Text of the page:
even in commodity bull markets. Given the economics of the commodities futures market, it makes sense for investors, both passive and active, to take both long and short posi-tions. Furthermore, economic theory and empirical evidence suggest that commodities futures prices tend to exhibit momentum. Hence, when a commodity futures price is trend-ing upward, it makes sense to take the long side and when a commodity futures price is trending downward, it makes sense to take the short side.
Morningstar Commodity Index FamilyThe Morningstar Commodity Index family consists of indexes that employ different strategic combinations of long futures, short futures, and cash (referred to as flat positions). The index family is based on a transparent, rules-based methodology that is designed to serve investors seeking a passive approach to commodities and support investment product creation.
Momentum RuleFor each commodity, we calculate a linked price series that incorporates both price changes and roll yield. At each monthly rebalancing, if the linked price exceeds its 12-month moving average, we take the long side in the subsequent month. Conversely, if the linked price is below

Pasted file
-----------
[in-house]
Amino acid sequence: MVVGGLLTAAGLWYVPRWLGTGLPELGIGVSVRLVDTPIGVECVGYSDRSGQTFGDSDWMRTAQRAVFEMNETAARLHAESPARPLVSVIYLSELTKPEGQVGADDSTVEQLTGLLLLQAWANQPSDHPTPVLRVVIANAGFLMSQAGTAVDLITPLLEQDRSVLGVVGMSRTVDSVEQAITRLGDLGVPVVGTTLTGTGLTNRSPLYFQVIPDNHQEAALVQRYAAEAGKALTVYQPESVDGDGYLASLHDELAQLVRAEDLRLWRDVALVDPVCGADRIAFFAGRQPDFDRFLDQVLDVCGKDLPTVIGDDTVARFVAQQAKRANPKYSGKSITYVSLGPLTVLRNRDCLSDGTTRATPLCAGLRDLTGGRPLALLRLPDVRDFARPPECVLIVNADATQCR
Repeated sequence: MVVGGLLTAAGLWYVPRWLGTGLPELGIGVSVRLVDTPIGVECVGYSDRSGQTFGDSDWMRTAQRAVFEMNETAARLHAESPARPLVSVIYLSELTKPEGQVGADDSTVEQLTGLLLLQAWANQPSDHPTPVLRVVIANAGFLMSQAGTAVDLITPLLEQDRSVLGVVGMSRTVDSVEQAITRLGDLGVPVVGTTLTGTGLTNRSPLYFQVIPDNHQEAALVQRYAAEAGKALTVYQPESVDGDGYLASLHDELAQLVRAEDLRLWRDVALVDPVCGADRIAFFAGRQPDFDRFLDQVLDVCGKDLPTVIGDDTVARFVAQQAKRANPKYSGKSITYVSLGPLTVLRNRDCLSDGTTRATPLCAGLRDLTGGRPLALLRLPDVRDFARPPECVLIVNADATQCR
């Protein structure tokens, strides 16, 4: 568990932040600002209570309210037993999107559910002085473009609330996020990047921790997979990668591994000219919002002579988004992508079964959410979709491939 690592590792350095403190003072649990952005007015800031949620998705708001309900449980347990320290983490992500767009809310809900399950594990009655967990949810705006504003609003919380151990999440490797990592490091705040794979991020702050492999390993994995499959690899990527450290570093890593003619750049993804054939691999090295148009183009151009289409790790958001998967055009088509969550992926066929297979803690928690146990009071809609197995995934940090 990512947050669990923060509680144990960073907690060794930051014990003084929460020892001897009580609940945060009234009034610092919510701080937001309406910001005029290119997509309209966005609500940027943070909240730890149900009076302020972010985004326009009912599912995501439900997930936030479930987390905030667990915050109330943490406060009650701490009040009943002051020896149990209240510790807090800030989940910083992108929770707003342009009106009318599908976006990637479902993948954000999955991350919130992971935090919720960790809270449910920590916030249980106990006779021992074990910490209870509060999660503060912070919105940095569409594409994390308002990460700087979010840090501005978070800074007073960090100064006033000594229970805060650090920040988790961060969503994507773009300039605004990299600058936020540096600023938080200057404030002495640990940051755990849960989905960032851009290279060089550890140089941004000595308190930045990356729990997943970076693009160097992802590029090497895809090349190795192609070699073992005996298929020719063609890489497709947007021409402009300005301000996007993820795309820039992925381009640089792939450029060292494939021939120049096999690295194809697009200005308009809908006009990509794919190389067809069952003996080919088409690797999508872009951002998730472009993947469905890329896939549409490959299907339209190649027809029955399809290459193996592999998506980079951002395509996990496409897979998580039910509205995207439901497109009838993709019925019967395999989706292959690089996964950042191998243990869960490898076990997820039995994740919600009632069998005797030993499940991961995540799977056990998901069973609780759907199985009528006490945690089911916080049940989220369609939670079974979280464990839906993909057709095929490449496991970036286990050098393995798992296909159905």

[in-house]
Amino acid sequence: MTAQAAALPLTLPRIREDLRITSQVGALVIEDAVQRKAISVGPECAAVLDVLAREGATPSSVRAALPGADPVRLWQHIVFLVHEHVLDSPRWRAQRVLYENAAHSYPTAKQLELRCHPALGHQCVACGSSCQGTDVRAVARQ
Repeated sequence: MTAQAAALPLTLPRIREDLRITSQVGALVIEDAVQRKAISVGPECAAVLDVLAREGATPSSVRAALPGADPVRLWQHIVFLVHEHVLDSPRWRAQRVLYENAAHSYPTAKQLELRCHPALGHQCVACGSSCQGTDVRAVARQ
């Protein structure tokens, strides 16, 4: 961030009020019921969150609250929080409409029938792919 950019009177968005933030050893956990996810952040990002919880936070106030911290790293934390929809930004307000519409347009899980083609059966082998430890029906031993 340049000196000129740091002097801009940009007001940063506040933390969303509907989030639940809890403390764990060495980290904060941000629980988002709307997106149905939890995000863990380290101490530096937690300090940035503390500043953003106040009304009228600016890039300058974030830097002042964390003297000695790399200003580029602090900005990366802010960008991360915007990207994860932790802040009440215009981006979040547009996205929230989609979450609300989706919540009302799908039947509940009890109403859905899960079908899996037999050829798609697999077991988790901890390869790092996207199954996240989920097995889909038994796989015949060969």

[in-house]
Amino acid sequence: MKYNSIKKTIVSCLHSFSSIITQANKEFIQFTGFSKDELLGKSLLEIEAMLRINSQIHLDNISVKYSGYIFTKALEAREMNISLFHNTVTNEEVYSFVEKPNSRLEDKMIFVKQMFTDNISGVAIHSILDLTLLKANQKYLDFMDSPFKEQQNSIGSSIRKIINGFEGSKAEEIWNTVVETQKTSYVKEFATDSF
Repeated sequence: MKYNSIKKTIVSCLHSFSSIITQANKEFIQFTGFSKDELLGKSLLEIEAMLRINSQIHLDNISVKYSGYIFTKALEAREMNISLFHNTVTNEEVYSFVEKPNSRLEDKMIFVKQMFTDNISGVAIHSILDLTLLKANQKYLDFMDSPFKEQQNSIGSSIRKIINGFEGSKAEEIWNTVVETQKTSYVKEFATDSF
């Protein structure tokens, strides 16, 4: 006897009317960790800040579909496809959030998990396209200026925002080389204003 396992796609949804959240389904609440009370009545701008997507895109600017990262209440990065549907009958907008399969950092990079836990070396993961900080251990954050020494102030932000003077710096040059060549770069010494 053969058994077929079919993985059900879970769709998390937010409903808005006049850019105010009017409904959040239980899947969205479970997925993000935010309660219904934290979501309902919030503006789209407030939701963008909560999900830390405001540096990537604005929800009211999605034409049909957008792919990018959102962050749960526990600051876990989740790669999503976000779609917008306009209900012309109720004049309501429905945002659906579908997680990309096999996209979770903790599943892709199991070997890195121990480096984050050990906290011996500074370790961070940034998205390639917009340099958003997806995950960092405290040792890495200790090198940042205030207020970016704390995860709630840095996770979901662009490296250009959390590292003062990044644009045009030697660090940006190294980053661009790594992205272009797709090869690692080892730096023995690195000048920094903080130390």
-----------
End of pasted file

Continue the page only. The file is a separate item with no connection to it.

Learn MoreFor more information about all of Morningstars indexes, visit http://indexes.morningstar.com or contact us: firstname.lastname@example.org 11 312 384-3735.
Morningstar Commodity Indexes Construction Process
Combinations of long and short futures and cash positions
3 Short-term exponential average > 1-year simple moving average = long
3 Short-term exponential average < 1-year simple moving average = short
3 Select commodities that rank in the top 95% of dollar value of open interest
3 Construct linked price index for each commodity
Morningstar Commodity Indexes
2012 Morningstar, Inc. All rights reserved. Morningstar and the Morningstar logo are either trademarks or service marks of Morningstar, Inc.